Samsung Acquires NVELO and SSD Caching Software Dataplex

Subject: Storage | December 16, 2012 - 06:59 PM |
Tagged: ssd, Samsung, Nvelo Dataplex, nvelo

Thanks to those of you that sent this in to us as it will likely be very big news to discuss during the upcoming CES in January.  Samsung Electronics announced it has acquired NVELO, a California based SSD technology company most popularly known for Dataplex, software used for storage caching.

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Many of the most popular caching SSDs from companies like OCZ, Corsair, Crucial and Mushkin are currently licensing the Dataplex software to bundle with select lines of drives to enable SSD caching technology without using Intel's Smart Response Technology.  We tested the Dataplex software on the OCZ RevoDrive Hybrid back in December of last year and we found no issue with it compared to Intel's tech.

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Simple Dataplex installation process

As of this writing though Samsung does not have a caching system of its own or a line of drives using anyone else's technology.  Samsung in general prefers to have a completely vertical product line in which it can control as many aspects as possible: NAND, design, sales, etc.  It would appear that they have decided that simply buying up the privately held NVELO would be the simplest and surest way to make a splash.

"The acquisition of NVELO will enable us to extend our ability to provide SSD related storage solutions to customers. We are pleased with this transaction as the employees of NVELO share our vision to take SSD storage into the next-generation of performance and reliability," said Young-Hyun Jun, executive vice president of Flash product & technology, Device Solutions, Samsung Electronics.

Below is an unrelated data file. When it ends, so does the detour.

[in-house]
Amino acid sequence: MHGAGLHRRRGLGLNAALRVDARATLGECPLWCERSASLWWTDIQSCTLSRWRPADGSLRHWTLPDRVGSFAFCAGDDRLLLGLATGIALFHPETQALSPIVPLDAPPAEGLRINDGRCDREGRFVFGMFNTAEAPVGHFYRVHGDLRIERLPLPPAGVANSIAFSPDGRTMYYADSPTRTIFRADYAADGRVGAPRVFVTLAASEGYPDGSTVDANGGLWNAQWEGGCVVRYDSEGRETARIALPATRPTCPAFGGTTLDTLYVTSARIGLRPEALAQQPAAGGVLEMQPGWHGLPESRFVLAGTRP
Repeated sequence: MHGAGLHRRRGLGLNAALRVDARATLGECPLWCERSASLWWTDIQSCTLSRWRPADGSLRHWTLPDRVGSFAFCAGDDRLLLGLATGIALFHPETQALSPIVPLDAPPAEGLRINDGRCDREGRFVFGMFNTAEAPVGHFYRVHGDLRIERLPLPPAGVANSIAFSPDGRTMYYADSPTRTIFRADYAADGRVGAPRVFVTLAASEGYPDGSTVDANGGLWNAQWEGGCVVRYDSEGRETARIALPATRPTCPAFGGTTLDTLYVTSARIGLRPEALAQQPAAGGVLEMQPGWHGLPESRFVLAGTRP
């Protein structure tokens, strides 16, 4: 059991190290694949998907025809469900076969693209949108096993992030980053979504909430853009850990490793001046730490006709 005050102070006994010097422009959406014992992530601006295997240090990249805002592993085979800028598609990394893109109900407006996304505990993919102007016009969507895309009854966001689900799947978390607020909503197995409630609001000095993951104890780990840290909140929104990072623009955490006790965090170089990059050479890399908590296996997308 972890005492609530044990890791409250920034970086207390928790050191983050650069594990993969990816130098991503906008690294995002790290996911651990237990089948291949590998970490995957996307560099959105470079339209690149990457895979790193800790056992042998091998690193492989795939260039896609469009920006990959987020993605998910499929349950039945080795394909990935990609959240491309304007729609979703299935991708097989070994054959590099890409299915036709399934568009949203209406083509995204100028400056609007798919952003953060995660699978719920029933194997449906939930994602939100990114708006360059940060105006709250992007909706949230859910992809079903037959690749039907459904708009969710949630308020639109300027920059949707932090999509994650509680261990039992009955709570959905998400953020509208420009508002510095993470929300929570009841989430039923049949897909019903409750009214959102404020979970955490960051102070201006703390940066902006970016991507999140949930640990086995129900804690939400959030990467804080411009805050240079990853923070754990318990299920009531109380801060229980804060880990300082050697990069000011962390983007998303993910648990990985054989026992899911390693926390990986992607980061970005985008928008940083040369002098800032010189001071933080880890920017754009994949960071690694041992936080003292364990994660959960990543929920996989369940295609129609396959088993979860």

What we don't know of course is how this will affect the competing SSD vendors like OCZ and Corsair.  It seems unlikely that Samsung will kill the deal for currently selling SSDs but I wouldn't expect NVELO to be able to offer the software for license in the future.  Current sellers will need to be on the lookout for another software solution after the new year. 

On the other hand I am very interested to see what Samsung can do with NVELO's technology and what integration methods they'll devise for future products. 

Samsung's off kilter 27" LED LCD

Subject: Displays | November 29, 2012 - 10:56 AM |
Tagged: T27B750, Samsung, led lcd, 27, 1080p

The look of the Samsung T27B750 is certainly unique, though the size and shape of the footprint may turn out to be inconvenient for some desks.  On the other hand it does more than you would expect from your monitor, it has integrated WiFi, internet apps, a built-in browser as well as speakers and it even comes with a remote control.  The connectivity is a little questionable as well, there are HDMI, DisplayPort and DSub but it lacks a DVI input which seems odd, though it can be worked around.  It is too bad that the display is only 1080p and Tweaknews would have preferred that it be a 120Hz display to support 3D, however it does make a decent jack of all trades.

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"With the line between monitors and fully functional TVs becoming blurred with every model release and the ever expanding size of mainstream monitors for home consumers, your average household is rapidly turning to an all in one solution to save space and increase the overall value of their single purchase."

Here are some more Display articles from around the web:

Displays

Source: Tweaknews

A $250 Dual Core Cortex A15 powered Chromebook from Samsung

Subject: Mobile | November 23, 2012 - 11:59 AM |
Tagged: ubuntu, Chromebook, cortex a15, Samsung, linux, exynos 5

At $250 this Samsung Chromebook costs less than most tablets or phones but can outperform previous A9 powered models and the Atom D525 as well.  The processor is Samsung's Exynos 5, a dual core A15 chip running at 1.7GHz with ARM's Mali-T604 graphics  and is accompanied by 2GB of DDR3 and a 16GB SSD.  It can be loaded with Ubuntu 13.04 and offers a compelling and inexpensive alternative to Sleekbooks and Ultrabooks as it weighs 2.5lbs and is 11.4" x 8.09" x 0.69" and promises over 6 hours of battery life.  Check out how it performs at Phoronix.